Another good month. A day out at Bramfield brought us our first Cuckoo of the year (although we had heard one in Essex a few weeks previously), as well as our first Common Whitethroats, but the main news for this month was my return to Finland. Despite being the exact same weekend as the trip the previous year, the weather could not have been more different – rainy when we arrived, and then mainly cold and grey the rest of the time, even bringing a few flakes of snow on the last morning. Rustic Bunting was found quite early on, with much of the rest of the time spent looking for owls and woodpeckers. We did well with Tengmalm’s, Ural and Great Grey, but Pygmy Owl was elusive, with us eventually being allowed a quick peek into a nestbox to see a female. I was the only participant who managed to see a Short-eared, which was surprising given the numbers we saw the previous year. Black Grouse and Capercaillie were seen well, but we again struggled with my most sought-after bird: Hazelhen. Siberian Jay was found easily at a feeding station, with a great flock of Waxwings and a Black Kite in the vicinity, and we managed good views of Hawk Owls at two locations. A difficult Harrier – possibly Pallid – was seen without a confirmed ID, and we had a fantastic flyover by a White-tailed Eagle carrying a large fish. We finally had our Hazelhen (we’d had a very poor through-the-trees glimpse the previous afternoon, but it wasn’t much of a look) which did circuits around the minibuses. It was followed by a surprise addition – my first Bluethroats. The final bird was a Siberian Tit which brought my lifelist up to 450. Of all the targets I had, we only failed with Red-flanked Bluetail and Dotterel (none had arrived in the area yet because of the cold weather), but I was more than happy with everything else. Certainly an enjoyable return to a country I really love. The end of the month took us to Rainham Marshes and Staines Moor to get some more warblers, pipits and waders.
This was a quiet month but we had a good wander around our wharf, finding young Long-tailed Tits and Great Spotted Woodpeckers. A trip to Rye Meads on a warm sunny day brought us Blackcaps and Buzzards, plus more good views of the resident Kingfishers. There was also a wander around Fairlop Waters one afternoon, bringing us plenty of good insects. Another trip to Rainham this month brought a couple of birds we’d struggled to find thus far: a Hobby, and Bearded Tits, which had a very good breeding year. We enjoyed the striped juveniles perching on sculptures in the Dragonfly Pool.
I invested in a new macro lens. I really love the Sigma 105mm f/2.8 that I’ve had for best part of a decade, but the increased torque from the AF motor in the Sony A700 I bought in 2008 eventually stripped the plastic gear inside the lens whilst on a diving holiday in the Red Sea. I got the lens fixed, but it was never the same again and suffered from a grinding sensation when focusing, although it did still work okay and the optical quality was still outstanding. Anyway, I felt I could use a little extra distance between the lens and the subject – especially when photographing insects – so I upgraded to the Sigma 150mm f/2.8. It’s a lovely lens, although I’m a little unsure about the optical stabilisation it has – when switched on you can really feel the floating element moving around inside – so I usually have it turned off and stick with the camera’s in-built stabilisation. I haven’t used the lens as much as I’d have liked yet, but that’s mainly been due to the weather we’ve had and the changing of the seasons. I have noticed that when used as a standard telephoto lens, the macro lens’s image quality is absolutely superb. I photographed a Little Owl in Kensington Gardens – where I also finally got my first Nuthatch of the year – and I couldn’t believe how crisp the shot was. This month also saw us have our annual trip to Norfolk, guided by Marcus of the Bird ID Company. It was the first time we’d visited outside autumn or winter, so we had some great new experiences. Highlights were hunting Barn Owls on the Blakeney Freshes, Nightjars near Holt, Stone Curlews at Weeting Heath (our first in the UK), and Dartford Warblers and a Honey Buzzard at Kelling. It actually turned out to be the first guided tour I’ve been on where I didn’t get a new life tick, but the tour was so good that I barely noticed.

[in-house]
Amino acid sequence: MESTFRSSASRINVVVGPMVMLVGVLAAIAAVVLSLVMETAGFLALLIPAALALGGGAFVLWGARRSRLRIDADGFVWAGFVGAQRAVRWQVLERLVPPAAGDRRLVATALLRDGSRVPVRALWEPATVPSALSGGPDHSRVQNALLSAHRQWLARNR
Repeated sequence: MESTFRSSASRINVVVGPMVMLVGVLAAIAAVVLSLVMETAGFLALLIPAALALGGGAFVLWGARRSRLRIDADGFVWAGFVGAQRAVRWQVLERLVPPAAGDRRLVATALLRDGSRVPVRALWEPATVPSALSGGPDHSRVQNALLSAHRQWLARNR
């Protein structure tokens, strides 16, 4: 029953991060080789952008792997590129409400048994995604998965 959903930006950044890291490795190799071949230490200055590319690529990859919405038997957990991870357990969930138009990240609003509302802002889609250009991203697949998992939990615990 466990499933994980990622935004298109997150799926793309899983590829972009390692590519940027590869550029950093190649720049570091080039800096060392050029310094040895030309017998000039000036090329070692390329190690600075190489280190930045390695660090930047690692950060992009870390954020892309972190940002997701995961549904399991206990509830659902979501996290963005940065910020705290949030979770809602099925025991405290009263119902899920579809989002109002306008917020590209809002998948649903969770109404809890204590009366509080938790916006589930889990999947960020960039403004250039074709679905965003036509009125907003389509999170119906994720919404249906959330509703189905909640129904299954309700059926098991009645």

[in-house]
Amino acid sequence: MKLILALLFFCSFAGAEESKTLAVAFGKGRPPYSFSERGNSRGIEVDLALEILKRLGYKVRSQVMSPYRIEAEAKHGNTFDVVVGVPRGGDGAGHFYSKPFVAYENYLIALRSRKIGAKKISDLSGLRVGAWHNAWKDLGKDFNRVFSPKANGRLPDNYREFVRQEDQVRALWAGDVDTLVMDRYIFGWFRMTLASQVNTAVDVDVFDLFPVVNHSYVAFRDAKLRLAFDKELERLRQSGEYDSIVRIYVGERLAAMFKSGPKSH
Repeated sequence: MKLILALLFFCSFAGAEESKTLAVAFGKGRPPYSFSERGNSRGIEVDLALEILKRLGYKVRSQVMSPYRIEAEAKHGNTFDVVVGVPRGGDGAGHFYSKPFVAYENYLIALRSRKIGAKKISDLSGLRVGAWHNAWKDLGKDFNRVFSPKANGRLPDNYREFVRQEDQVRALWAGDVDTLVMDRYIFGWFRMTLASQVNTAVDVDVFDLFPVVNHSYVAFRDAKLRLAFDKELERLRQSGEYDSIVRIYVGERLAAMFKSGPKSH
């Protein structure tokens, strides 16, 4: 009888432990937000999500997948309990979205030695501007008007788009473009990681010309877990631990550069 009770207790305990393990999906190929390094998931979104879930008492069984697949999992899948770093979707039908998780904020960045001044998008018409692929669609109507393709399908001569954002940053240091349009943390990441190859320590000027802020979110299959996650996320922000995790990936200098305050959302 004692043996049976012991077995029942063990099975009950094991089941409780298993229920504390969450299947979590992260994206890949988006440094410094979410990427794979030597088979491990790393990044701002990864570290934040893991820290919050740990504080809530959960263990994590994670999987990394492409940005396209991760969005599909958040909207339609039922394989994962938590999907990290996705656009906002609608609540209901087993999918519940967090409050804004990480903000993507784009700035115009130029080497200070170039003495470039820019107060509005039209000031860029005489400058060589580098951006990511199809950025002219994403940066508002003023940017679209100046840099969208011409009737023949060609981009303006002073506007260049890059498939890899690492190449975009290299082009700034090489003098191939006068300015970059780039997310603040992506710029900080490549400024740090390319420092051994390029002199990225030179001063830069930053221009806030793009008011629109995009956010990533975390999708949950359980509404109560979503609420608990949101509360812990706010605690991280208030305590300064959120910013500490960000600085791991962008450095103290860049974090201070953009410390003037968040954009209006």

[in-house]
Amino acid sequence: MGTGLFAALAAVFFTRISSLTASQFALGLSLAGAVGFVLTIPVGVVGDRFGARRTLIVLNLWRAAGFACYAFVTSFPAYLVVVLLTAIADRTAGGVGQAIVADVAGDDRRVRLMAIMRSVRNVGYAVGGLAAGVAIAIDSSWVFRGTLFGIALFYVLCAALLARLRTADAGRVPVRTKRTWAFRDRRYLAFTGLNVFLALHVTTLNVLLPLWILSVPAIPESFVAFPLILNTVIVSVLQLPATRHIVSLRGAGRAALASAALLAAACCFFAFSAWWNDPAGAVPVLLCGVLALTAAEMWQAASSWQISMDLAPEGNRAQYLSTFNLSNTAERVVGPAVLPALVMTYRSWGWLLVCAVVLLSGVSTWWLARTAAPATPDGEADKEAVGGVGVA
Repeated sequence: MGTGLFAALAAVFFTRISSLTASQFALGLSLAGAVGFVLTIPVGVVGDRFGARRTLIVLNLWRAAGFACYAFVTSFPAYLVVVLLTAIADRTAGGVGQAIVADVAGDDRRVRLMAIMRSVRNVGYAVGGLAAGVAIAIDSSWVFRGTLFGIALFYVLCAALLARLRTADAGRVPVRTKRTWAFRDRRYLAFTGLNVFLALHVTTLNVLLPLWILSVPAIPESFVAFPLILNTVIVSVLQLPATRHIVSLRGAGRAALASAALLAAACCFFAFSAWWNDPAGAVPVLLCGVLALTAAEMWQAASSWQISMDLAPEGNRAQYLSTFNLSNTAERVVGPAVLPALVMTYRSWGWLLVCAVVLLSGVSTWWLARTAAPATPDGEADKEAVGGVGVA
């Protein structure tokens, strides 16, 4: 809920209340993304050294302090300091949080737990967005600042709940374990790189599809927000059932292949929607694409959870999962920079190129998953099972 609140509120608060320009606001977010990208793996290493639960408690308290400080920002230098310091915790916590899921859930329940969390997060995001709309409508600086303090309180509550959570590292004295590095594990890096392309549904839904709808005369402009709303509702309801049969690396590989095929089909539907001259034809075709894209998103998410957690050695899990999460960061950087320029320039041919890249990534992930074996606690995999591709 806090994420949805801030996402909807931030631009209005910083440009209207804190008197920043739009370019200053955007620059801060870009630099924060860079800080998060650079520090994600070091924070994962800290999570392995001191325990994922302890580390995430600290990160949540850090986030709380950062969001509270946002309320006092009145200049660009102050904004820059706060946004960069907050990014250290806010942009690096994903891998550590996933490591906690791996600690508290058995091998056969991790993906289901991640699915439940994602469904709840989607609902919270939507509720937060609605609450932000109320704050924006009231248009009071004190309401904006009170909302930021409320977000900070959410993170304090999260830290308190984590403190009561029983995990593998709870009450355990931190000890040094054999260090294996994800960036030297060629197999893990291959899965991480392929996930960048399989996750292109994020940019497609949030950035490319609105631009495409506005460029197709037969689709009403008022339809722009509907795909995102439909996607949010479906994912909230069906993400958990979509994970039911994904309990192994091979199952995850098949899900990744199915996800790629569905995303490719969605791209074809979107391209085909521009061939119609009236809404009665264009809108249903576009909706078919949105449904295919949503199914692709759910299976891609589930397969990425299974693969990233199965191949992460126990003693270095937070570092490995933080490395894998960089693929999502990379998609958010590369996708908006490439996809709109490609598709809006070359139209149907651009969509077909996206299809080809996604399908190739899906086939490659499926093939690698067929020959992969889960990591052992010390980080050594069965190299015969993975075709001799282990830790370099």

Another trip to Fairlop in warm sunshine gave me another chance to play with the macro lens. Plenty of good butterflies, plus a few dragonflies and crickets. I’d also got a monopod and quick-release head to help stabilise. I need to work on the techniques a bit, but I’m happy with the results so far. Towards the end of the month we had a very quick look one afternoon at three Common Scoters that had arrived on the Lockwood Reservoir, and then a few days later we spent a day at Wanstead Flats to look for some recently-arrived migrants. We got good views of Whinchats and a Spotted Flycatcher, and brief views of Lesser Whitethroats and a couple of Common Redstarts – all firsts for the year.
I suppose you could say we went on a ‘twitch’, which we don’t normally do. We hadn’t been to Staines Moor since May so we decided to give it a visit whilst a rare Barred Warbler was present. Initially we were distracted by some really good Hobby action at the southern end of the Moor, but eventually made our way to the bushes to have a look at the warbler, which showed very nicely for us. More Redstarts, plus Woodcock and Snipe as we made our way home, finished the day off – although we later found out that we’d missed out on a Wryneck that had appeared late in the day near the Barred Warbler’s bushes. The following day we were led around Wormwood Scrubs by David Lindo. Whinchats and Redstarts were the highlights in more warm sunshine.